The Wedding Date by Jasmine Guillory
My rating: 4 of 5 stars
Jasmine Guillory’s The Wedding Date is such a cute romantic novel. Stupid me didn’t realize that it’s actually the first book in the series. I read The Proposal first, my logic being that there must first be a wedding proposal to not only set a wedding date, but need a wedding date, as in a plus one. Nope. If you’re reading this, and also interested in reading the series, The Wedding Date is first. Much to my relief, they don’t have to be read in order. They work as standalone novels, so you won’t miss anything or be lost.
Alexis Monroe and Andrew Nichols’ meet-cute happens when they’re both trapped in a hotel elevator. She’s en route to meet her attorney-sister who’s staying at the Oakland hotel for business, and he’s in town for a wedding. As they snack on the celebratory cheese crackers Alexis brought for her sister, Drew reveals that he’s a groomsman in his friend and ex’s wedding. Yup. To make the situation even more awkward, he’s solo. On a whim he asks the beautiful, curvy, Black woman to stand in for the plus-one who bailed on him at the last minute. On a whim, she accepts the handsome white doctor’s invitation. Her sister and friends are always telling the goal-oriented mayor’s chief of staff to loosen up and live a little. What better way than to pose as the faux girlfriend of a stranger all weekend at a rehearsal dinner, wedding, and reception?
I’m surprised by how often I found myself thinking about their long-distance relationship (they live a one-hour flight away from each other) when I wasn’t reading the novel. In the span of a couple of months, the two take turns flying back and forth between Oakland and Los Angeles to see each other. While getting to know each other, there’s plenty of great sex. One time, Drew even makes an unplanned trip hopping a flight straight from the hospital after an emotional day with one his child patients. Handsome and sensitive. Nice.
Neither of their character developments or the storyline ever seems stale or corny. The sex scenes were juicy without being overly graphic (not that I’d mind) and yet captured the awkwardness and insecurities when first getting used to your partner. As in real life, even in hot and heavy moments Alexis’ mind sometimes tends to wander and wonder what Drew is thinking about, and how he views certain body parts of hers, but then, as is also the case in real life, Alexis realizes they’re both going at it, so clearly he likes what he sees, or at least doesn’t mind too much. Who is ever 100% secure when naked?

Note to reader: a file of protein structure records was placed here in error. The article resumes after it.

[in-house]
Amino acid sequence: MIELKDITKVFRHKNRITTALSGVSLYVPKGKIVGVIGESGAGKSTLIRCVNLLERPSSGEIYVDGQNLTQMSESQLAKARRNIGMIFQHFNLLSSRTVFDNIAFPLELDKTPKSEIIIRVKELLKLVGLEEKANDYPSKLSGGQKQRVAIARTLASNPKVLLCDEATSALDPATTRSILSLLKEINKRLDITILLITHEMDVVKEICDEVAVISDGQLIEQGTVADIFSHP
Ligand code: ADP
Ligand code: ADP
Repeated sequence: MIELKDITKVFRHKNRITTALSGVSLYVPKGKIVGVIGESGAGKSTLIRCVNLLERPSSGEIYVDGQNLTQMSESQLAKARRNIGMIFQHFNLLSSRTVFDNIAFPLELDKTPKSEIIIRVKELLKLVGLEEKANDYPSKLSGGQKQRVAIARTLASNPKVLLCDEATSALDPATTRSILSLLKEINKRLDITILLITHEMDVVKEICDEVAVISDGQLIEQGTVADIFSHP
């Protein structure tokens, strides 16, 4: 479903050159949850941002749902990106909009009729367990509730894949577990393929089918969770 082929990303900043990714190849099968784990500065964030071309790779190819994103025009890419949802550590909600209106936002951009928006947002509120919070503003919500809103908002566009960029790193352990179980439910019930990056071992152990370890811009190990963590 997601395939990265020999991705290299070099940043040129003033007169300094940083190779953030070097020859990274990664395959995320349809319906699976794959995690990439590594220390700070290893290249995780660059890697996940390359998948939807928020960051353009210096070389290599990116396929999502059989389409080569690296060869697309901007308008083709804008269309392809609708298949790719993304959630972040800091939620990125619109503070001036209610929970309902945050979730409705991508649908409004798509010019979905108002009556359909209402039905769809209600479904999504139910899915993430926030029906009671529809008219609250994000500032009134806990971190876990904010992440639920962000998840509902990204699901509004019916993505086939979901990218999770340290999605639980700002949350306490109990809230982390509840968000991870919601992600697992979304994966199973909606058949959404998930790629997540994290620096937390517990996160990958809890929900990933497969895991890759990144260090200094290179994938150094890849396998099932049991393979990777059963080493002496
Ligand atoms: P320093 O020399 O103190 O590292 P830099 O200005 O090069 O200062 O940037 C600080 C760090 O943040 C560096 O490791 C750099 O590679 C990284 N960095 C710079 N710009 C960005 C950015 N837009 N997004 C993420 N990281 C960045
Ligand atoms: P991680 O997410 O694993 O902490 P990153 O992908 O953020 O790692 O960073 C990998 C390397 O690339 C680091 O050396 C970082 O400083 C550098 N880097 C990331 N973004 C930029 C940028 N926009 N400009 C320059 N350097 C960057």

The first time Carlos, Drew’s best friend and fellow doctor popped up, my eyes’ ears perked up (I said what I said). Because I had read The Proposal first, I recognized him as Nik’s love interest in that novel. Once his red sports car was mentioned, I was sure it was him. If you know, you know. If you don’t, do yourself a favor and read The Proposal, another cute, romantic story. Both novels have plausible beginnings and predictable endings, but the journey is the enjoyment and entertainment.
Although their back and forth flights never encounter turbulence, Alexis and Drew’s relationship encounters plenty of bumps in the form of racism and microaggressions from others, both their insecurities, lack of communication, and other issues. Hey, they’re human. Thanks to friends who let them know they’re acting like idiots and a shared love of donuts, the two are able to make it back to each other to reignite sparks that never completely faded in the first place.
I can’t wait to read the next books in the romantic series. I thoroughly enjoy Jasmine Guillory’s engaging storytelling and writing style.
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